Direct economic links between the UK, and Russia and Ukraine are modest, which means the direct impacts on the UK economy of the turmoil in the region will be modest. However, an escalation of the dispute which involved tit-for-tat sanctions could have a larger impact.
In 2012, the UK exported almost £500bn of goods and services. It sold less than £8bn to Russia and less than £1bn to Ukraine. Those sales represented 1.7% of UK exports. Exports to the two countries were less than to Sweden.
Total imports to the UK in 2012 were worth just under £530bn. Of these, £9bn came from Russia and less than £1bn from Ukraine. Imports from the two countries were worth 1.9% of UK imports.
Overall, the UK ran a combined trade deficit with Russia and Ukraine of over £1bn, 4% of the UK’s total 2012 deficit.
UK residents and firms owned assets overseas worth £10,880bn in 2011. These included stakes in businesses – outward investment by British firms – and physical property. Assets in Russia were £46bn, less than 0.5% of the total. Assets held in Ukraine were £2bn. UK assets in the two countries were similar to the value of the assets owned in Norway and China. Assets in the UK owned by overseas residents and firms were worth £10,870bn in 2011. Russian residents and firms owned £27bn of UK assets, 0.2% of the total. Assets held by Ukraine residents and firms were worth £6bn. The UK’s net asset position – the value of UK-owned assets in Russia and Ukraine minus assets owned here by their residents and firms – was £16bn. This surplus is one important reason why the UK earned income from the two countries worth more than £4.7bn in 2012. That more than offset the trade deficit, leaving the UK with a combined current account surplus with Russia and Ukraine worth over £3bn.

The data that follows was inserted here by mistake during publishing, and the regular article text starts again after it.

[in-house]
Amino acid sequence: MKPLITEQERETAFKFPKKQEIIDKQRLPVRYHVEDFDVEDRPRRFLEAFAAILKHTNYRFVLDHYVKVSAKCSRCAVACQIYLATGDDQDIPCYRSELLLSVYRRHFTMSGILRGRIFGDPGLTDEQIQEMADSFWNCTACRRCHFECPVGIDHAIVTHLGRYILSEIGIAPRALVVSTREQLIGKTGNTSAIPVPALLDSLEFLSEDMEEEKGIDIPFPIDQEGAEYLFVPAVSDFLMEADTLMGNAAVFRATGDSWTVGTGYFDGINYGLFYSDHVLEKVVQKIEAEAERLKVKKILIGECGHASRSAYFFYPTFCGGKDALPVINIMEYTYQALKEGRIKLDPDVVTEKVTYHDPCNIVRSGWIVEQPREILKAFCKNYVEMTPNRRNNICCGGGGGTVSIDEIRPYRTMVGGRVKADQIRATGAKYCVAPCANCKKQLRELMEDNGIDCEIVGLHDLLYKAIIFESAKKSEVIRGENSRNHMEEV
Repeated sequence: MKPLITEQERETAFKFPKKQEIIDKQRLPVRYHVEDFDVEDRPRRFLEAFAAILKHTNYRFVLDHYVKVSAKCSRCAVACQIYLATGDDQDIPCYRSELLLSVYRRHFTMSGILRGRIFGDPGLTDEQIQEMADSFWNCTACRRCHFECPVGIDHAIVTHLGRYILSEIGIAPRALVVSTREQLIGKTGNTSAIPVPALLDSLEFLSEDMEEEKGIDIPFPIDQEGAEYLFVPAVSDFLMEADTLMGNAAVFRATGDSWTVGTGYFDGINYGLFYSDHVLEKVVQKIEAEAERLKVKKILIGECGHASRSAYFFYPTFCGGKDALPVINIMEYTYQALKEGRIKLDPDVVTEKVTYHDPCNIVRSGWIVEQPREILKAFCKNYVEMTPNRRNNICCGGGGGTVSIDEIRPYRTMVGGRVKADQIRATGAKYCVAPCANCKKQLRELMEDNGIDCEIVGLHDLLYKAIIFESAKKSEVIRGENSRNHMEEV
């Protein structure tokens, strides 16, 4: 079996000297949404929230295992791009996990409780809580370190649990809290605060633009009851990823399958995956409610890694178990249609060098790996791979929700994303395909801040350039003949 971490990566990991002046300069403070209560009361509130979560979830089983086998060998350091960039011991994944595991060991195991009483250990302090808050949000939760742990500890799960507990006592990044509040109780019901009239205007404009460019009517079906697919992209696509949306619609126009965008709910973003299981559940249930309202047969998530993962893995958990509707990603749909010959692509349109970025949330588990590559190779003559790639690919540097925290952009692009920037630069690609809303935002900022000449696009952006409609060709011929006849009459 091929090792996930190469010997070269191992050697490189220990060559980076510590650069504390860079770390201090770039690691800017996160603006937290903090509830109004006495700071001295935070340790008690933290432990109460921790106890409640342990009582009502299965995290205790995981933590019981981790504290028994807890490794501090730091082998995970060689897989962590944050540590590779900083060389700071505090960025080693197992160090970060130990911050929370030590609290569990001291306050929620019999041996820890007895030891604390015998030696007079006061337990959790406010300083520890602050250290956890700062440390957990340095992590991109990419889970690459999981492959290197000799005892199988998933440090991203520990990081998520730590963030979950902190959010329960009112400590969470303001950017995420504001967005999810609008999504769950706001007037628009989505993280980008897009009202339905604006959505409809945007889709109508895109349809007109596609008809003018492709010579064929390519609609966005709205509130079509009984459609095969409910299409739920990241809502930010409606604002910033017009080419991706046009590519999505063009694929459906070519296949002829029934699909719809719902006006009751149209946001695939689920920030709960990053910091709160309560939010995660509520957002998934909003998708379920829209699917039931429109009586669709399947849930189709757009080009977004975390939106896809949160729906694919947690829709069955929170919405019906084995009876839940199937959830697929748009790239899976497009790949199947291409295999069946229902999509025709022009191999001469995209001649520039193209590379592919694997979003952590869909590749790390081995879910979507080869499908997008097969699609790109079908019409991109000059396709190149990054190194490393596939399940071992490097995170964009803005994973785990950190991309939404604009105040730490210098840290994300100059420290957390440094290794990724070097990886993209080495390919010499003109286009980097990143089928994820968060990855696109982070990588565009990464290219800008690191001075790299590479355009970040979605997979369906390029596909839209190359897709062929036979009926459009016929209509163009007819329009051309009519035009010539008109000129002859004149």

The UK banking sector has very limited direct exposure to either country. At the end of Q3 2013, UK banks were owed less than £12bn by residents of Russia and Ukraine, 0.5% of total overseas lending by UK banks.
While the direct links between the UK and the two countries are modest, the UK economy could be affected indirectly by a prolonged dispute. The main channels through which that could happen are:
- Trade: if the dispute continues for some time, it could have an adverse effect on trade and investment in Europe. Slower growth there, as the UK has learned in recent years, can damage UK growth.
- Commodities: oil and wheat prices have risen in the last few days. Increases like these have the same effect as a tax rise: you can’t avoid them in the short-term and, thus, they constrain spending power and growth.
- Political risk: market volatility has also risen. Political risk is a factor that affects investment decisions. The longer the dispute lasts, the greater will be the effect on investment flows. In particular, the application of tit-for-tat sanctions could
have a greater impact on the UK and wider advanced economies.
Ukraine crisis no major threat to euro area
The Ukraine crisis is not currently a major threat to Euro area says Harvinder Sian, Co-Head of European Economics. Read the full article on RBS Insight.